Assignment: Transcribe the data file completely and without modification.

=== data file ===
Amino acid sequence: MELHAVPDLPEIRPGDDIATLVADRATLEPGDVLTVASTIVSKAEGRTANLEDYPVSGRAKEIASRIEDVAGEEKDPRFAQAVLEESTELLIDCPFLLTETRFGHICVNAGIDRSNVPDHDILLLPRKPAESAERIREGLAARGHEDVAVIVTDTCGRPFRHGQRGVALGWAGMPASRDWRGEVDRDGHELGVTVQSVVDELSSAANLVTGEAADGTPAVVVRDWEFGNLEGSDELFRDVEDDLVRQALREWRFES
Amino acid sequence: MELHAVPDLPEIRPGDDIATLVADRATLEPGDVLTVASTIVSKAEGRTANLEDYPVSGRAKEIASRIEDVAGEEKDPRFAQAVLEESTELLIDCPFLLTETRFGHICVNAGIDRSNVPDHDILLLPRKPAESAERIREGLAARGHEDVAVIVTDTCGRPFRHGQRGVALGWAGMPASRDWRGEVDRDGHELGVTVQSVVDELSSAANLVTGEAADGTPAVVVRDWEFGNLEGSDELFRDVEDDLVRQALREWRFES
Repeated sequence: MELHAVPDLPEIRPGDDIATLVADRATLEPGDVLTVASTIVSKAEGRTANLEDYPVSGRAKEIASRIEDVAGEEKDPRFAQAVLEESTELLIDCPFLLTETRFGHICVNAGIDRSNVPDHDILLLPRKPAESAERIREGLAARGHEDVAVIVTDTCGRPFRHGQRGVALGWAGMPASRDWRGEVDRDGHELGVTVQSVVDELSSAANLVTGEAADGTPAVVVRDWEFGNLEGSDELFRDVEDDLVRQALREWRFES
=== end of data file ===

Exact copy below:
Amino acid sequence: MELHAVPDLPEIRPGDDIATLVADRATLEPGDVLTVASTIVSKAEGRTANLEDYPVSGRAKEIASRIEDVAGEEKDPRFAQAVLEESTELLIDCPFLLTETRFGHICVNAGIDRSNVPDHDILLLPRKPAESAERIREGLAARGHEDVAVIVTDTCGRPFRHGQRGVALGWAGMPASRDWRGEVDRDGHELGVTVQSVVDELSSAANLVTGEAADGTPAVVVRDWEFGNLEGSDELFRDVEDDLVRQALREWRFES
Amino acid sequence: MELHAVPDLPEIRPGDDIATLVADRATLEPGDVLTVASTIVSKAEGRTANLEDYPVSGRAKEIASRIEDVAGEEKDPRFAQAVLEESTELLIDCPFLLTETRFGHICVNAGIDRSNVPDHDILLLPRKPAESAERIREGLAARGHEDVAVIVTDTCGRPFRHGQRGVALGWAGMPASRDWRGEVDRDGHELGVTVQSVVDELSSAANLVTGEAADGTPAVVVRDWEFGNLEGSDELFRDVEDDLVRQALREWRFES
Repeated sequence: MELHAVPDLPEIRPGDDIATLVADRATLEPGDVLTVASTIVSKAEGRTANLEDYPVSGRAKEIASRIEDVAGEEKDPRFAQAVLEESTELLIDCPFLLTETRFGHICVNAGIDRSNVPDHDILLLPRKPAESAERIREGLAARGHEDVAVIVTDTCGRPFRHGQRGVALGWAGMPASRDWRGEVDRDGHELGVTVQSVVDELSSAANLVTGEAADGTPAVVVRDWEFGNLEGSDELFRDVEDDLVRQALREWRFES